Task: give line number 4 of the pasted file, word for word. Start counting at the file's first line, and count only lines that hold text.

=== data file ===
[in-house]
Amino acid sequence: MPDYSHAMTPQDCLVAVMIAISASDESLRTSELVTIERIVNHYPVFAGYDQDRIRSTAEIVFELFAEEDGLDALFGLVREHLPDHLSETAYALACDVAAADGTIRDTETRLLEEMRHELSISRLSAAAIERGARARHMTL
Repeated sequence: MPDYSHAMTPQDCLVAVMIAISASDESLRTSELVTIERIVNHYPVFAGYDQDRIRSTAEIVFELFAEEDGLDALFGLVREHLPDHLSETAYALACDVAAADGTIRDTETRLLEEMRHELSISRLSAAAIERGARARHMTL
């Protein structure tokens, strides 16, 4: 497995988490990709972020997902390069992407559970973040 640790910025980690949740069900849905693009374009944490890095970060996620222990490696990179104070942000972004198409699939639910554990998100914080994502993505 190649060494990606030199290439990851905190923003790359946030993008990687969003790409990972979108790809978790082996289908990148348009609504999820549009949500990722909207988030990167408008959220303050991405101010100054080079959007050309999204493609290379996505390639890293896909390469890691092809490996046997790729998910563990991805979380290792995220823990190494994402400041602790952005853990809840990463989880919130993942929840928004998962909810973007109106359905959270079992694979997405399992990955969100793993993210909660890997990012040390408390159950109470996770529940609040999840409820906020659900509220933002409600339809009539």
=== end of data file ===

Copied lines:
């Protein structure tokens, strides 16, 4: 497995988490990709972020997902390069992407559970973040 640790910025980690949740069900849905693009374009944490890095970060996620222990490696990179104070942000972004198409699939639910554990998100914080994502993505 190649060494990606030199290439990851905190923003790359946030993008990687969003790409990972979108790809978790082996289908990148348009609504999820549009949500990722909207988030990167408008959220303050991405101010100054080079959007050309999204493609290379996505390639890293896909390469890691092809490996046997790729998910563990991805979380290792995220823990190494994402400041602790952005853990809840990463989880919130993942929840928004998962909810973007109106359905959270079992694979997405399992990955969100793993993210909660890997990012040390408390159950109470996770529940609040999840409820906020659900509220933002409600339809009539």